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Man, oh man…

In the latest string of legal proceedings surrounding copyright and royalty shares between label and artist in the streaming age, Sony Music just responded to a pending lawsuit against them in such a Scrooge-type way.

According to FADER:

Last month, news broke that 19 Recordings, which represents several American Idol alumnae, was attempting to sue Sony over its equity in Spotify. The basic gist of the argument: Sony was profiting from the work of artists on 19 Recordings but not sharing that money with the creators.

Sony struck back today. According to Billboard, the company is arguing that it’s under no obligation “to structure its affairs in whatever way yields the greatest royalties for 19.” Sony believes it can “act on its own interests in a way that may incidentally lessen the other party’s anticipated fruits from the contract.”

I don’t even know how to respond to that…  I can’t say that I’m surprised by any means, but the boldness it takes to actually believe in it seems a bit like schadenfreude.

And from Billboard:

Sony says its deal with 19 means that it has to account for exploitations of “specific” recordings, but that it may keep revenue not tied to any particular sound recording. “In short, the parties anticipated that SME may exploit the recordings in certain ways that would benefit SME, but that may not result in revenue for 19,” it says.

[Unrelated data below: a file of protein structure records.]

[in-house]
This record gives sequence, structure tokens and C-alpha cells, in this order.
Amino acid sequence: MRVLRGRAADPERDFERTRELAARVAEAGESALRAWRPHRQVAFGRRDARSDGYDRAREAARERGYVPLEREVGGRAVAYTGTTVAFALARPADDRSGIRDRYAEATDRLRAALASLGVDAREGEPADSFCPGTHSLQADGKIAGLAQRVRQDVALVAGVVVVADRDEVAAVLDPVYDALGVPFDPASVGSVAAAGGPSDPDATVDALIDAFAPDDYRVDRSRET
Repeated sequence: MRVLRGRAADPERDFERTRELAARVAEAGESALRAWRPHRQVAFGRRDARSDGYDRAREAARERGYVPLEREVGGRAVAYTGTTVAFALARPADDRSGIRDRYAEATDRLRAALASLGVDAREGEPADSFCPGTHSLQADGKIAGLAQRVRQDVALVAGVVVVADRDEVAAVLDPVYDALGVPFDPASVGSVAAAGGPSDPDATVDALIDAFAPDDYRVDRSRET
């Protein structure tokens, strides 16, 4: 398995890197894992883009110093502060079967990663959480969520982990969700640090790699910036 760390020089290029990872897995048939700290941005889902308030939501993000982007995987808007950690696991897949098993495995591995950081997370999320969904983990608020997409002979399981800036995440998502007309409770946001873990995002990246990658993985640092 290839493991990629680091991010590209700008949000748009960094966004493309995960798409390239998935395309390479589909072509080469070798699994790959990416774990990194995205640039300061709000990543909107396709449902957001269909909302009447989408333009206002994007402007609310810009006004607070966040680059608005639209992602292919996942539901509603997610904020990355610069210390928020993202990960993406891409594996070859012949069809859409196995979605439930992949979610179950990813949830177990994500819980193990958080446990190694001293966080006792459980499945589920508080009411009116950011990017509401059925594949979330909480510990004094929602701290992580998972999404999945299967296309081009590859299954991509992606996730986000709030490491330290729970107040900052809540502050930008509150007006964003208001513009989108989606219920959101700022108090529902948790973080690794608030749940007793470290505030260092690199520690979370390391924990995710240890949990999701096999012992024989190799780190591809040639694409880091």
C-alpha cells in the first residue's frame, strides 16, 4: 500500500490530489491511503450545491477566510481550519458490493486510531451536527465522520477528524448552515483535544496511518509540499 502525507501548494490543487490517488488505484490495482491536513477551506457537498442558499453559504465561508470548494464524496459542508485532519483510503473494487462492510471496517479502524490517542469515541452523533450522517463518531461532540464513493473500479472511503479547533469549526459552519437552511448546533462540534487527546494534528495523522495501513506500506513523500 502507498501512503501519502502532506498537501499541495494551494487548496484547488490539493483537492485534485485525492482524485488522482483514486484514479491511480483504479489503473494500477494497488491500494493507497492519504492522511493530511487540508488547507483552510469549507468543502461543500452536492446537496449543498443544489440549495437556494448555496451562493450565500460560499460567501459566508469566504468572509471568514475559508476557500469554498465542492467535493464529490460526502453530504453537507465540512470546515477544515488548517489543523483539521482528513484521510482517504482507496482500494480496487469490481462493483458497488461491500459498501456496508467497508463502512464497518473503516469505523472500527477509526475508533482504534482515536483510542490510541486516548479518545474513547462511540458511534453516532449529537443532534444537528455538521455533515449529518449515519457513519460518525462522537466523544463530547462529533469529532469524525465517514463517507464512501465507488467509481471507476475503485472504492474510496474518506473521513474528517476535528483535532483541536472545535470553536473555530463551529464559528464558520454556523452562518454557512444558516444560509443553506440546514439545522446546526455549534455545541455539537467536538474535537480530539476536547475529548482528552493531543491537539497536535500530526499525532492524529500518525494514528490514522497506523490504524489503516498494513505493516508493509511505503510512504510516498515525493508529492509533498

For support that 19 — and by extension, its artists — aren’t allowed to share in revenue “on a general or label basis,” Sony points back to an earlier decision from U.S. District Judge Ronnie Abrams regarding money that was collected as settlement proceeds in copyright infringement and piracy lawsuits.

“Because no royalty provision required SME to share settlement revenue recovered ‘on a general or label basis,’ SME was free ‘to retain the full amount of any settlements such suits yield,” states Sony in what should be confirmation once and for all that money derived from lawsuits against companies like Limewire didn’t end up in artist pockets. At least, not directly.

So essentially any general settlements paid to Sony on behalf of the artists don’t actually get paid out to the artists themselves… Got it.


Orondé Jenkins is a multidisciplinary artist and media consultant based in Nashville. No Average Journey was born out of his desire to help artists grow in their lives and careers.